Public Service Alliance of Canada v. Nishnawbe-Aski Police Services Board
(Federal) (Civil) (By Leave)
Constitutional law - Division of powers, Jurisdiction, Labour relations.
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Constitutional law — Division of powers — Jurisdiction ? Labour relations — Nishnawbe-Aski Police Service (NAPS) providing policing services for certain areas of Nishnawbe-Aski First Nation ? Canada Industrial Relations Board (CIRB) certified Public Service Alliance of Canada as bargaining agent for two bargaining units of employees employed by NAPS Board, on basis labour relations of NAPS are federally regulated ? After release of NIL/TU,O Child and Family Services v. B.C. Government and Service Employees’ Union, 2010 SCC 45,  2 S.C.R. 696 and Communications, Energy and Paperworkers Union of Canada v. Native Child and Family Services of Toronto, 2010 SCC 46,  2 S.C.R. 737, NAPS Board applying to CIRB for order setting aside certification orders ? CIRB upheld certification orders it had made and dismissed application ? Court of Appeal allowed application for judicial review concluding labour relations of NAPS are provincially regulated ? Whether labour relations of NAPS, a First Nations police service, falls within federal or provincial jurisdiction ? Constitution Act, 1867.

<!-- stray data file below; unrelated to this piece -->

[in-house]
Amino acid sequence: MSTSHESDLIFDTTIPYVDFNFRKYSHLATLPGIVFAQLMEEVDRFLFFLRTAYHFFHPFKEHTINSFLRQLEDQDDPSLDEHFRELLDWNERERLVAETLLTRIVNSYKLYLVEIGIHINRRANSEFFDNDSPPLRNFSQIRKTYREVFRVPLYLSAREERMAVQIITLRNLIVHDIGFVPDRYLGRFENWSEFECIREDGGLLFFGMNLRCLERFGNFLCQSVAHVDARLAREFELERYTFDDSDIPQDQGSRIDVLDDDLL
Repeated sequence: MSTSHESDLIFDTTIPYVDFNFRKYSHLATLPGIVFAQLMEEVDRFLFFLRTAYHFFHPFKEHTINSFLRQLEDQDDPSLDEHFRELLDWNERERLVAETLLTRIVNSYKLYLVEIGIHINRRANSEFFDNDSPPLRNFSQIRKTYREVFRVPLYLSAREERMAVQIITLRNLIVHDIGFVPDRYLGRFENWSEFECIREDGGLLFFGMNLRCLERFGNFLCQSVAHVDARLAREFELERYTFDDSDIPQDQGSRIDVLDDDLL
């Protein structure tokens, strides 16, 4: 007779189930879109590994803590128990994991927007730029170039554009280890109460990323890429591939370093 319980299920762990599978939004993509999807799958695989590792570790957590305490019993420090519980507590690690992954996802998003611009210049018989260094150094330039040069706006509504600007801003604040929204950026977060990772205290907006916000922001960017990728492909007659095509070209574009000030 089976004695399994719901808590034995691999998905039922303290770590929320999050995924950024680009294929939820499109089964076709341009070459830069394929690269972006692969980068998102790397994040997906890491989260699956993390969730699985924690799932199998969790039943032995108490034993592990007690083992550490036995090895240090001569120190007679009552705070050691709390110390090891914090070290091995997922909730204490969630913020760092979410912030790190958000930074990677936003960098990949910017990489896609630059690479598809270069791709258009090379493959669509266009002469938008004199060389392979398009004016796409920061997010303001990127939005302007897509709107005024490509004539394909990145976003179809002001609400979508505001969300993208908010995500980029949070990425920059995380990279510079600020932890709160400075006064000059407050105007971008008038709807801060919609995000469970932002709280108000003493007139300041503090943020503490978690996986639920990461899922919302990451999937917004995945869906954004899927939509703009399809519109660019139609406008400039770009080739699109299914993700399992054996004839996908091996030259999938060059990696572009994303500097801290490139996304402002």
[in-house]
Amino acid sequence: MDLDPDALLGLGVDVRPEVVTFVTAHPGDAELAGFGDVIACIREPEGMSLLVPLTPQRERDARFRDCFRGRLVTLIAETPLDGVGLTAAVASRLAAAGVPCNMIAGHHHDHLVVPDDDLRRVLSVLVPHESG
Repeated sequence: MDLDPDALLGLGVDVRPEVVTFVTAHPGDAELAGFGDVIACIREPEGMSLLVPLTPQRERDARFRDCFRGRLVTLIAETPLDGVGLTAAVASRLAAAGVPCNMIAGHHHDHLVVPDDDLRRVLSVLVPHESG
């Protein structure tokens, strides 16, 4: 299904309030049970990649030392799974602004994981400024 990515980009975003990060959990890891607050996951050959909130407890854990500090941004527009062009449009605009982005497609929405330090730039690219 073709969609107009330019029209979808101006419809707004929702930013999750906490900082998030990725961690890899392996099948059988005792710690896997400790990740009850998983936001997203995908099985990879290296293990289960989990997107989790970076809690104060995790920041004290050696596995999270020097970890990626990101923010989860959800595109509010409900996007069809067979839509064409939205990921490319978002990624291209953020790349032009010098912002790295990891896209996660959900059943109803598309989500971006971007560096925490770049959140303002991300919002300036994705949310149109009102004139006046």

The CIRB, acting under the federal Canada Labour Code, R.S.C. 1985, c. L-2, certified the applicant, the Public Service Alliance of Canada, as the bargaining agent for two bargaining units of employees employed by the respondent, NAPS Board. The certification orders were based upon, among other things, the view that the labour relations of NAPS —a police service for certain areas of the Nishnawbe-Aski Nation—are federally regulated.
A few years later, two cases were released: NIL/TU,O Child and Family Services v. B.C. Government and Service Employees’ Union, 2010 SCC 45,  2 S.C.R. 696 and Communications, Energy and Paperworkers Union of Canada v. Native Child and Family Services of Toronto, 2010 SCC 46,  2 S.C.R. 737. In NIL/TU,O and Native Child, it was held that the labour relations of employees of agencies that provide services to Aboriginal families and children were provincially regulated.
After the release of NIL/TU,O and Native Child, the NAPS Board thought that the labour relations of NAPS might be provincially regulated. So it applied to the CIRB for an order setting aside the certification orders. CIRB upheld the certification orders it had previously made and dismissed the application. The Federal Court of Appeal granted the application for judicial review, set aside the decision of the CIRB and directed it to grant the application of the NAPS Board and set aside the certification orders.
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